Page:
an optical sensor oriented to receive the first signal and transmit at least one optical signal associated with the first signal, the optical sensor comprising a fiber optic strand, a side-scattering light guide, and a length of photonic crystal material carried on an end of the fiber optic strand is monitored by the fiber optic strand; and
optical signal receiving apparatus for collecting the at least one optical signal transmitted by the at least one optical sensor and converting the at least one optical signal to an electrical signal.
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US12589668 US9482927B2 (en) 2009-10-26 2009-10-26 Optical sensor interrogation system
CN 201080048010 CN102667415A (en) 2009-10-26 2010-09-30 Optical sensor interrogation system
PCT/US2010/050921 WO2011056329A3 (en) 2009-10-26 2010-09-30 Optical sensor interrogation system
KR20127005829A KR101709819B1 (en) 2009-10-26 2010-09-30 Optical sensor interrogation system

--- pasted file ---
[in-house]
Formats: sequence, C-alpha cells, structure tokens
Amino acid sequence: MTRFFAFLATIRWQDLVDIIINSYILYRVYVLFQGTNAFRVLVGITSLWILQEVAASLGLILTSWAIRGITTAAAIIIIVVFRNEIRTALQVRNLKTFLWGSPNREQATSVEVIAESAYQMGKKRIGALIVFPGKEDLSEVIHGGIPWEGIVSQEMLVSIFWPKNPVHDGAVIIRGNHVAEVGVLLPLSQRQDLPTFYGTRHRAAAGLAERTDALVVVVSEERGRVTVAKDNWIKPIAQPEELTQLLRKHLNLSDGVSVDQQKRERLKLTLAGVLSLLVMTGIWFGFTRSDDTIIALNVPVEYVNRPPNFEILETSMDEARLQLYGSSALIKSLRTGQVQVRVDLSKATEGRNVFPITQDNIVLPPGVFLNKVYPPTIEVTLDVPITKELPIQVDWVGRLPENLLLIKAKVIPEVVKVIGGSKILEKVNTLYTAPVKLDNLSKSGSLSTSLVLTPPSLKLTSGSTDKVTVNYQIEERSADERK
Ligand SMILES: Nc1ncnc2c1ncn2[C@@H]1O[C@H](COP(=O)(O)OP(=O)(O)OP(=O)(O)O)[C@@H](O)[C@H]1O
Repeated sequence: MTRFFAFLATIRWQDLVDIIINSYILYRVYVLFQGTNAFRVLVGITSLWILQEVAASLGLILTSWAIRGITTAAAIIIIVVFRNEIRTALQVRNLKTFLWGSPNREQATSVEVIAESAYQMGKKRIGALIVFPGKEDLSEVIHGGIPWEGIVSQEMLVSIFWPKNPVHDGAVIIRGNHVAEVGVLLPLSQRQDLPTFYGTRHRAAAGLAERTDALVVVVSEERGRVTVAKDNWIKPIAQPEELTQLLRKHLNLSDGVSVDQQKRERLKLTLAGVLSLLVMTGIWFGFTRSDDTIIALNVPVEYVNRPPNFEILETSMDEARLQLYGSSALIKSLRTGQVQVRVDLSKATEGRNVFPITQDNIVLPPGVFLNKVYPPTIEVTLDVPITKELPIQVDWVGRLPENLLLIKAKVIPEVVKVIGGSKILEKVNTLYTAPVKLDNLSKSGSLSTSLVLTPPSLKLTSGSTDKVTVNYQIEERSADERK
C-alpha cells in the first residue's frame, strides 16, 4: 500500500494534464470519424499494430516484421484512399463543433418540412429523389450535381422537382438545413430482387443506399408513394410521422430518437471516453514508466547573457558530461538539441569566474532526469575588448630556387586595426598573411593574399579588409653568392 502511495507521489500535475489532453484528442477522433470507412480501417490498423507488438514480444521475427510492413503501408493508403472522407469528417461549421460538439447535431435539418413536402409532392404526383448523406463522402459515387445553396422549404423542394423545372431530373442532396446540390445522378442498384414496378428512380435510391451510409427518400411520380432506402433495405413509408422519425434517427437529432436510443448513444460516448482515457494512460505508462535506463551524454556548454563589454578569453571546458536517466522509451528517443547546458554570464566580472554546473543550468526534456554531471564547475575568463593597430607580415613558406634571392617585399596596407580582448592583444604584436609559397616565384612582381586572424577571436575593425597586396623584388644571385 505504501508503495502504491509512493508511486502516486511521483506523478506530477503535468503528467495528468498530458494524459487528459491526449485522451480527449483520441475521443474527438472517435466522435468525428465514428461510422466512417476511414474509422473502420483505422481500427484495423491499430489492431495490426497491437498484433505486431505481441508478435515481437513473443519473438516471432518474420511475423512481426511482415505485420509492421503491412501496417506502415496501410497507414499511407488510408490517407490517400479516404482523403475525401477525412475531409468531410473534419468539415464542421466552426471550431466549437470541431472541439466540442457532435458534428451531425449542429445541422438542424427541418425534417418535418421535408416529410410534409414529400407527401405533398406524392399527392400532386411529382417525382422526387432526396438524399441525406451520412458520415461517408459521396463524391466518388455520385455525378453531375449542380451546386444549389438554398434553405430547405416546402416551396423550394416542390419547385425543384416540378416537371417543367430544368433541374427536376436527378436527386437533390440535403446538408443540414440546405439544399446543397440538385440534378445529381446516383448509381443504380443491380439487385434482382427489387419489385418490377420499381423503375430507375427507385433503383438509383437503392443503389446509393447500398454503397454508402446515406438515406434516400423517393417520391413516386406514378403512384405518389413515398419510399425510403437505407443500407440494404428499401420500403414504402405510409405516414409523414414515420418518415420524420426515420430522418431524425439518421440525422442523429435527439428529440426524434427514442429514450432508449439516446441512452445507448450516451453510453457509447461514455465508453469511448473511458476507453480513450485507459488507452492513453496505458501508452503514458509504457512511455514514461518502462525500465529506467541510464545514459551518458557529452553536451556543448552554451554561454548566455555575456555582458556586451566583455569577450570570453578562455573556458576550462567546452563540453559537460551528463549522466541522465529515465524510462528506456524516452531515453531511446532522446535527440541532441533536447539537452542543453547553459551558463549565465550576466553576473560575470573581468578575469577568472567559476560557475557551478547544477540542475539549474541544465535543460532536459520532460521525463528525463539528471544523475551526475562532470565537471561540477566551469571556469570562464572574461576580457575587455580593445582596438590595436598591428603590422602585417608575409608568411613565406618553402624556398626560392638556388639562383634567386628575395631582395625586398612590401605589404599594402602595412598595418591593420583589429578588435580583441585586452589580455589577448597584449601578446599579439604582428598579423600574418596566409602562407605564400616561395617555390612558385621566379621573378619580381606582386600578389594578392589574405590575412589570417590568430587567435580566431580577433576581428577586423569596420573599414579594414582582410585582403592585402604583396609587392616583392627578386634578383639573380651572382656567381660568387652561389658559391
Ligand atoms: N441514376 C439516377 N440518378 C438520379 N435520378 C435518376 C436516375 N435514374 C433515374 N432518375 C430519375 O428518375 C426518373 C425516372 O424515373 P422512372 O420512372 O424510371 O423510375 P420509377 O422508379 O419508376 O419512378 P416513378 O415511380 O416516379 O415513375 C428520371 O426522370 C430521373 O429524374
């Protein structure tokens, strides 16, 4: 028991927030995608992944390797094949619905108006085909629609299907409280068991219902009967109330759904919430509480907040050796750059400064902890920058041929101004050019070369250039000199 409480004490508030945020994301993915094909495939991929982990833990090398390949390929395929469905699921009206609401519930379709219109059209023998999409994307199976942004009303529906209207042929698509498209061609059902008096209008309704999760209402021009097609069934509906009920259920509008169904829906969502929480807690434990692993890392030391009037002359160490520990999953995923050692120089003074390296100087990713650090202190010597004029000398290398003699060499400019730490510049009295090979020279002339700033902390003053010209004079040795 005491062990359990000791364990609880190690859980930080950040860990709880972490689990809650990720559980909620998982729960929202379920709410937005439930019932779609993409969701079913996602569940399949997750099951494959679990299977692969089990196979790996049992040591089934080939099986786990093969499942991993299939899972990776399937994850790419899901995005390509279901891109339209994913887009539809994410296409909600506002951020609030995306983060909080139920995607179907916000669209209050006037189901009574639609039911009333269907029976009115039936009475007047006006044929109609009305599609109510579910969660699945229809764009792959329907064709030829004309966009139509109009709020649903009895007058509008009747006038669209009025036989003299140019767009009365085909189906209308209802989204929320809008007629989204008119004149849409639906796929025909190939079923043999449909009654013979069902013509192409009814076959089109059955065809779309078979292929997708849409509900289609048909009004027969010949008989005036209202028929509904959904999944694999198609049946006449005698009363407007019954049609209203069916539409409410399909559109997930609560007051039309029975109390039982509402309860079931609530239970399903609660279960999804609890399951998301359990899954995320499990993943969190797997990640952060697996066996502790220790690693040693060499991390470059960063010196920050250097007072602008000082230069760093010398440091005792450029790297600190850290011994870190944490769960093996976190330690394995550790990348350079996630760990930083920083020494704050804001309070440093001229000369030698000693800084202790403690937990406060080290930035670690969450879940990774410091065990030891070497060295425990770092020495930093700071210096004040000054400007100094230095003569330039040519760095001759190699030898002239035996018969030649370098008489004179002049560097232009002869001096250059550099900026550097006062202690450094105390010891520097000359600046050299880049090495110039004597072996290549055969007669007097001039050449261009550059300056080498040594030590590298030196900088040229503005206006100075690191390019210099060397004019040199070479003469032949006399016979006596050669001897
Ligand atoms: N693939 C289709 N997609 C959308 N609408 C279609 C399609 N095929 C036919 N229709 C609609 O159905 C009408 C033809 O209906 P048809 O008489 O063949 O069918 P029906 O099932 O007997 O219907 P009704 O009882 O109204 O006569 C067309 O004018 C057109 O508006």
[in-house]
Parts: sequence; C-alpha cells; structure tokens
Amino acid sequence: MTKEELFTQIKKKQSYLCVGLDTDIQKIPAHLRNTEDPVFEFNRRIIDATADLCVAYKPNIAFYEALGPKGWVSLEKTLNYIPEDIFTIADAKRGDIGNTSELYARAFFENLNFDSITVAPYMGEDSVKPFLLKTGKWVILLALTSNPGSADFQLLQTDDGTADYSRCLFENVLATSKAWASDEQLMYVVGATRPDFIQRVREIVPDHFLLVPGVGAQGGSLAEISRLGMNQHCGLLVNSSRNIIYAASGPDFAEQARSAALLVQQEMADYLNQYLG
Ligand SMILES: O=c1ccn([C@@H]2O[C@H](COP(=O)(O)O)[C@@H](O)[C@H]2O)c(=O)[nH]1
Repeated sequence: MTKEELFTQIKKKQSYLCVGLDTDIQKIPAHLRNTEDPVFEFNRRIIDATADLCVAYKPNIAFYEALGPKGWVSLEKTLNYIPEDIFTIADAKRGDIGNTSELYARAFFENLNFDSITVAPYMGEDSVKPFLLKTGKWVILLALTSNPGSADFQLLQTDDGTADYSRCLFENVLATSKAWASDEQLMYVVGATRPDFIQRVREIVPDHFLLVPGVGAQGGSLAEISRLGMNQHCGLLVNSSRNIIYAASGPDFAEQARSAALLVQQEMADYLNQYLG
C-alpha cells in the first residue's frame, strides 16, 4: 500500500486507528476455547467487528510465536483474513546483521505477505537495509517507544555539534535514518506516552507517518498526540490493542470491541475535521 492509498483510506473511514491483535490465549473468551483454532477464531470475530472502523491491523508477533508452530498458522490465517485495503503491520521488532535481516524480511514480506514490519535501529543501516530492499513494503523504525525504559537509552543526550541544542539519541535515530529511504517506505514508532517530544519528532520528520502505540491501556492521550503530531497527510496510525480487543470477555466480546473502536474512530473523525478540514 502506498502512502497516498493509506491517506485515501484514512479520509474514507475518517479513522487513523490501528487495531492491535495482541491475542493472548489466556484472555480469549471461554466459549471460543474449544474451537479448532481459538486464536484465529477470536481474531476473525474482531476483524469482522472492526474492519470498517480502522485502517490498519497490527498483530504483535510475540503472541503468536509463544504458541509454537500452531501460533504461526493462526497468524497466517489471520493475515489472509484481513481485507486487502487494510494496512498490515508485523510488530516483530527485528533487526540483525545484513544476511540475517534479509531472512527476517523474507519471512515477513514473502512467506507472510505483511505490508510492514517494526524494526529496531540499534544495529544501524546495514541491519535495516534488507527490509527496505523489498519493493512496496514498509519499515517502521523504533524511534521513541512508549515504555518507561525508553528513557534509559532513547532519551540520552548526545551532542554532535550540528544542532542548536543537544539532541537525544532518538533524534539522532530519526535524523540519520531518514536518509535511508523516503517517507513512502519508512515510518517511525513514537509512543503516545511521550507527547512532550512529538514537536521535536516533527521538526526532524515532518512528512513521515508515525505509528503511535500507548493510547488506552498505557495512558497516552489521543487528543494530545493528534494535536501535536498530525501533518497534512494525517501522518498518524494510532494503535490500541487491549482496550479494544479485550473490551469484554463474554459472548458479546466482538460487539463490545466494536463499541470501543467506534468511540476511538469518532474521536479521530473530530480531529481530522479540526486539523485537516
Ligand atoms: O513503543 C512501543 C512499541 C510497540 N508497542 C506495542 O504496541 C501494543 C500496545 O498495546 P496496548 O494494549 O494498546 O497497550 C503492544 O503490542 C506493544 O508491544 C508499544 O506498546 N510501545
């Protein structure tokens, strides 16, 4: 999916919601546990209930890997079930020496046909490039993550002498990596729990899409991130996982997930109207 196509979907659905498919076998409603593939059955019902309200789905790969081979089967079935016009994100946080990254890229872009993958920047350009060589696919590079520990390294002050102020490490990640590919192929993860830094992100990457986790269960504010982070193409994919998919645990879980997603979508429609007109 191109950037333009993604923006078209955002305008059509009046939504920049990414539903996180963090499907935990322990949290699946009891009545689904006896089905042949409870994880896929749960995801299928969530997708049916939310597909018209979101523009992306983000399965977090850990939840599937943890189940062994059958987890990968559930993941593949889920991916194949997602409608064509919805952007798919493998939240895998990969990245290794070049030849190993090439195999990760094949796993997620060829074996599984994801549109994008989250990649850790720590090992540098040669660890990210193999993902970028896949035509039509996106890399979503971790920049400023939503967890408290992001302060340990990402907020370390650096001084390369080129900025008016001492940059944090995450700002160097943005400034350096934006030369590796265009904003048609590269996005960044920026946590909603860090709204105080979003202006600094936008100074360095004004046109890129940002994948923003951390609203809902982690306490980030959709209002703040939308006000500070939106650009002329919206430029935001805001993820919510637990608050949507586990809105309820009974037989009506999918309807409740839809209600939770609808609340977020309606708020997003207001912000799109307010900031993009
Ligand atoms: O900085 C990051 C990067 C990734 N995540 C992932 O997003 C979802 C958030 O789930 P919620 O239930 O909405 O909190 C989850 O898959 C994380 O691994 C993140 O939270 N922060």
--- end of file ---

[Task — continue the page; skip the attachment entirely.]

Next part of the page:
AU2010315809A AU2010315809B2 (en) 2009-10-26 2010-09-30 Optical sensor interrogation system
SG2012015335A SG179557A1 (en) 2009-10-26 2010-09-30 Optical sensor interrogation system
JP2012536829A JP5623538B2 (en) 2009-10-26 2010-09-30 Light sensor interrogation system
CA 2772453 CA2772453C (en) 2009-10-26 2010-09-30 Optical sensor interrogation system
EP20100779077 EP2467678A2 (en) 2009-10-26 2010-09-30 Optical sensor interrogation system
JP2014192655A JP6099606B2 (en) 2009-10-26 2014-09-22 Light sensor interrogation system
US14819545 US9772539B2 (en) 2009-10-26 2015-08-06 Optical sensor and method of manufacture
US14819532 US9459513B2 (en) 2009-10-26 2015-08-06 Methods and optical interrogation system for monitoring structural health of a structure